Time(min)

Fig. 31. Variation with time of the potassium ferricyanate absorbance for different initial concentrations of Fe(CN)6K4 in 10-3 M H2O2 solution (the carbon felt is electrically biased at -0.2 V versus Ag/AgCl electrode)

Fig. 32. Change in the H2O2 substrate concentration during the HRP reactivity under coupling with electrocatalysis

Electrochemical Production of an Enzyme Substrate

Another illustration of the interest of the electrical connection of the en-zymetextilesupport isthepossibleproduction, forinstance, of thesubstrate of a peroxidase activity. The electrochemical production of H2O2 is used in water treatment processes (Drogui et al. 2001), and it can be used similarly here for the working function of HRP immobilized onto a carbon felt.

The direct reduction of oxygen onto the carbon felt surface was achieved by biasing the substrate at -0.5 V/ECS, where the oxygen reduction occurs according to the classical electrochemical reaction:

The scheme shown in Fig. 33 depicts the working conditions of the enzyme reactor used in association with the electrochemical production of the HRP substrate, the chosen cosubstrate being pyrogallol, and oxygen fed in the reactor by gas bubbling. As in the case of the regeneration of the HRP cosubstrate described in the previous paragraph, the coupling efficiency is evidenced by the data shown in Fig. 32.

One of the products of the enzyme catalytic process, purpurogallin, is clearly formed from the pyrogallol fed into the reactor. The purpurogallin concentration depends on that of the initially introduced pyrogallol, showing that the H2O2 substrate is electrochemically produced in sufficient purpurogallin pyrrogallol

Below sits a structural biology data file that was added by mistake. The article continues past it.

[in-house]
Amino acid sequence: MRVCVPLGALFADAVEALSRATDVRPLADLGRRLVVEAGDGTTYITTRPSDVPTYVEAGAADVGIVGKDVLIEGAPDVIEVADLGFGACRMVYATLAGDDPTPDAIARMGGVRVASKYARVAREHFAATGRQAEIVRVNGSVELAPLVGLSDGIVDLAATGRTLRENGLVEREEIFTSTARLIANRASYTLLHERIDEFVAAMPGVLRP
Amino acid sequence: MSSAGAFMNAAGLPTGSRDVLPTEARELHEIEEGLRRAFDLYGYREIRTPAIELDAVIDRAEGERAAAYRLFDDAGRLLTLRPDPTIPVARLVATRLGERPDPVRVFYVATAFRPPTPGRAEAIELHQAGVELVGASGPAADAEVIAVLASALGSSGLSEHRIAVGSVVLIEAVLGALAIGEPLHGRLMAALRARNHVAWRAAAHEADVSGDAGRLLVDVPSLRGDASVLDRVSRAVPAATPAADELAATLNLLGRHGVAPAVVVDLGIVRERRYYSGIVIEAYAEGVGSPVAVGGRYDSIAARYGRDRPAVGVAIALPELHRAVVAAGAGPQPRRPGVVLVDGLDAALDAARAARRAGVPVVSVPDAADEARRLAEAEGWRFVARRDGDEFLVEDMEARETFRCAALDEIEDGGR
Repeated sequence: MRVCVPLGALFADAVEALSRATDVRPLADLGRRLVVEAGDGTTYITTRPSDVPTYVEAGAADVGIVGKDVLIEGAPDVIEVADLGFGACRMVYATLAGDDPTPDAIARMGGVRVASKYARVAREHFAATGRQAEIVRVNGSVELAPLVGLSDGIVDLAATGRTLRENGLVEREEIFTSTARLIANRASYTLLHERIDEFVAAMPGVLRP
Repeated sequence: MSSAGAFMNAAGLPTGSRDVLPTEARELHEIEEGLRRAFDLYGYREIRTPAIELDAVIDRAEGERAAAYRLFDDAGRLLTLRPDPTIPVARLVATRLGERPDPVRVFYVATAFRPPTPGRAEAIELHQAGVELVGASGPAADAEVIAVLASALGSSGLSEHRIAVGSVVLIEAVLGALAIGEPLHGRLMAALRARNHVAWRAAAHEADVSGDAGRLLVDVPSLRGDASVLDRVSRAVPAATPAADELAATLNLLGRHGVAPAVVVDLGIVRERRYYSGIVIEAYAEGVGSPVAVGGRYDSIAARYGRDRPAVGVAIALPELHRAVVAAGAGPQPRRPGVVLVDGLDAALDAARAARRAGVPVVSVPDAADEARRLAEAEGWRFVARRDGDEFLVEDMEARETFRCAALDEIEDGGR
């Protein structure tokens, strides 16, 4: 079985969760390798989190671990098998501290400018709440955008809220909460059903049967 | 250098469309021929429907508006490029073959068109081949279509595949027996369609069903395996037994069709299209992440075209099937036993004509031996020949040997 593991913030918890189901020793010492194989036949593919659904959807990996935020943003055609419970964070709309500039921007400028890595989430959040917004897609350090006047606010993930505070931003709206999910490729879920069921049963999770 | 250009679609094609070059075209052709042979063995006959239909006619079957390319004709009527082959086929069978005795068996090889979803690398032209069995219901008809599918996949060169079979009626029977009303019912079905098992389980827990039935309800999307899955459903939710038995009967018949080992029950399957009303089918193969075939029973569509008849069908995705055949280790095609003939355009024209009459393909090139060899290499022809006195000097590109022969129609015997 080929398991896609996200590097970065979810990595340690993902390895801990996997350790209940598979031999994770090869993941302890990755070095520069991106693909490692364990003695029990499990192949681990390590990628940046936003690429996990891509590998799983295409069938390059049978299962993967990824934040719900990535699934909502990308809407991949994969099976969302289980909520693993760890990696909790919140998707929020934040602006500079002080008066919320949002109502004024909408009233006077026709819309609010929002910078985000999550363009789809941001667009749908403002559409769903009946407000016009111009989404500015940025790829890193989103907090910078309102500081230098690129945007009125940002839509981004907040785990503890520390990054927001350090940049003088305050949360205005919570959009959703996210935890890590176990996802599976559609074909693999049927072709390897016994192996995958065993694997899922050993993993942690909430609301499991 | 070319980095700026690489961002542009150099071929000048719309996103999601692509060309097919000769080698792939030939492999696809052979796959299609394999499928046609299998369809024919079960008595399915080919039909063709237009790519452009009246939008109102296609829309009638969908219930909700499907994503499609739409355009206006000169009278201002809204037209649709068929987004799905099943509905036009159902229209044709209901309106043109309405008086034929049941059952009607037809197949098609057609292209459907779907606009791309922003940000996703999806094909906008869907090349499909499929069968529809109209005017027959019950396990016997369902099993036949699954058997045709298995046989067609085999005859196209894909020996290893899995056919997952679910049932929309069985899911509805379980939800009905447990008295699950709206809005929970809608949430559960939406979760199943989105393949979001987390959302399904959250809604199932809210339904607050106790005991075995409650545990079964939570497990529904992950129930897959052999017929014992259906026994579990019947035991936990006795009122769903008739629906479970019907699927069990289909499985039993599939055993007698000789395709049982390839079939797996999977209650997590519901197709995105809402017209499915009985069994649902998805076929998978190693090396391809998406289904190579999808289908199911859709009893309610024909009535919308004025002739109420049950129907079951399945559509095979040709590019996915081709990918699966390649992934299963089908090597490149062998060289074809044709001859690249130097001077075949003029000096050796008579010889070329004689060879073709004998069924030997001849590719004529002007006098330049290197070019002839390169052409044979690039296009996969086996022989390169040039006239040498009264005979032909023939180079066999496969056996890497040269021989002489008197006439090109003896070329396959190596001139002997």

O, purpurogallin pyrrogallol

h20 h2o2

Fig. 33. Scheme of the catalytic reactions on the surface of a modified textile amount from oxygen fed into the reactor, and does not limit the kinetics of the enzyme reaction.

Conclusion

In conclusion, the two examples mentioned in this section demonstrate that the immobilization of enzymes by a molecular recognition process onto textiles composed of electron-conducting fibers can be coupled to electrocatalysis. This coupling is efficient, even if in the described data some kinetic limitations are noticeable, due presumably to limited diffusion processes of species in the vicinity of the enzyme reactive sites in the textile core. However, as these experiments have been achieved in a very simple laboratory enzyme reactor, better optimization of the reactor design should emphasized this point.

Acknowledgements. We are very indebted to N. Bouhaine at the Department of Chemistry, Badji Mokhtar University, BP 12,23000 Annaba, Algérie, and to A. Gherrou at the Faculty of Chemistry, USTHB, 16111 Bab Ezzouar, Algérie for their contributions to the experiments involving trypsin and pepsin grafted onto cotton. The authors also thank Professor Zhi-Kang XU and Dr. Zhen-Mei LIU at the Institute of Polymer Science, Zhejiang University, Hangzhou, 310027 People's Republic of China, for their collaboration in the domain of enzyme modifications of membranes in the frame of the Advanced Research Program (PRA 03-05) between France and China.